Barleywine.The word alone will make a beer nerd salivate and a macro beer drinker cringe. These big aggressive beers have a long history and a have become one of the more sought after styles of American craft beer. The term barleywine dates back as far as the 18th century when it was used by European brewers to attract wine drinkers to their brews.
Looking back over many of my past reviews, I realized that I often gush over the various reasons I love craft beer and the craft beer culture. The reasons have been well documented, but today it is time for me to vent on one of the things that truly bothers me about the always changing craft beer community. The never ending hunt for the newest, rarest and hardest to obtain beers often leads us away from what we truly love about craft beer in the first place. Delicious beer.
Eclipse, Eclipse, Eclipse. That's all anyone ever seems to say when FiftyFifty Brewing Company is mentioned. Sure its delicious, well awarded, damn expensive and some versions sell out before the beer is even in bottles. Variants abound trigger that deep seeded sense in our generation to collect them all. A kaleidoscope of colored wax topped bottles, sealing contents too precious for their own good, charm the eyes in a genius display of marketing.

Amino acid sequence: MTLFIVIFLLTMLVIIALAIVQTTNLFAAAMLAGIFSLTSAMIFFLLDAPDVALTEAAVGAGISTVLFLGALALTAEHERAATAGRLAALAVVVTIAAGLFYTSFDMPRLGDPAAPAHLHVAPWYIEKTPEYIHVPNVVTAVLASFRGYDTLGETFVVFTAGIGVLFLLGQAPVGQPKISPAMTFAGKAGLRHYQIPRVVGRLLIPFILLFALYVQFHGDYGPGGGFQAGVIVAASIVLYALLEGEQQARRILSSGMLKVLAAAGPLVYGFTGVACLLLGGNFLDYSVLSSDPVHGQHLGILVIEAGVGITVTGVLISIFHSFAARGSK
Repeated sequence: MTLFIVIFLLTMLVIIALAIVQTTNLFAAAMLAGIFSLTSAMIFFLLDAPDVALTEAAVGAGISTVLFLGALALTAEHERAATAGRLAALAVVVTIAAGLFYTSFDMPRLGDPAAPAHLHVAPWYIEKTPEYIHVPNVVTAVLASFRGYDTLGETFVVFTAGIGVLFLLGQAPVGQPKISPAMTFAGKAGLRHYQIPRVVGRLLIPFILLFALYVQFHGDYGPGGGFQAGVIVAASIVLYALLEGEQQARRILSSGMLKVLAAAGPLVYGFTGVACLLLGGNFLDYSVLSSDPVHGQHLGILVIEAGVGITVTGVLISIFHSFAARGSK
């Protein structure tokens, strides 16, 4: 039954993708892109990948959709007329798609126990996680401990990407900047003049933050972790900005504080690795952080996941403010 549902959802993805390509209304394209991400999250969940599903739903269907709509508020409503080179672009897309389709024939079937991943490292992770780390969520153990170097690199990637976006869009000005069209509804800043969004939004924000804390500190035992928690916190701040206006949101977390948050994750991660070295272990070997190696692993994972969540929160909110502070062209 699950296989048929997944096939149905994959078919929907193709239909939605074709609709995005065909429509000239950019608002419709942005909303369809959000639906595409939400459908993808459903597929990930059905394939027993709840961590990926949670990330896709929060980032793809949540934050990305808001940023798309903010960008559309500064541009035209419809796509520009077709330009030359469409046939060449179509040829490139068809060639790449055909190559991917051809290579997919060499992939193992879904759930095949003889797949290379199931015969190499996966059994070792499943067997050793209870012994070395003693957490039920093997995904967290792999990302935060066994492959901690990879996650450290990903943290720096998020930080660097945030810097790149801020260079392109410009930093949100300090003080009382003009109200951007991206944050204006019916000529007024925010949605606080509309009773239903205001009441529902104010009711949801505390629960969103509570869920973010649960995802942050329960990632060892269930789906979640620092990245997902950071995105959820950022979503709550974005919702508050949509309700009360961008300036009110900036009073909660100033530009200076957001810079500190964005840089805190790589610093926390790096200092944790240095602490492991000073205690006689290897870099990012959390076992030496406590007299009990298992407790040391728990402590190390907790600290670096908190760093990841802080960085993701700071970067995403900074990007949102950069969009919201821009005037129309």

The craft beer scene is a far different animal today than it was in the late 1970s. That might seem like an obvious statement, but think about how much different things were when Ken Grossman started Sierra Nevada Brewing Company. There were no labs to buy yeast from, no catalogs of different hop verities to choose from and no other craft breweries to buy used equipment from. All of the equipment they used to start Sierra Nevada was made from scrap metal and old dairy farm equipment. Fast forward thirty-five years later and Sierra Nevada is one the largest craft breweries in the country and producing over a million barrels of beer each year.
Craft beer lovers in California are well aware of the fantastic products Jesse Fridman and Damian Fagan have been putting out over the last few years. While those names might not sound familiar to most, the San Francisco-based Almanac Beer Company they started in 2010 has garnished quite a reputation for putting out unique beers using locally-sourced ingredients from family owned farms. Their farm to barrel approach has turned out a long line of highly-rated brews all without the use their own brewing equipment.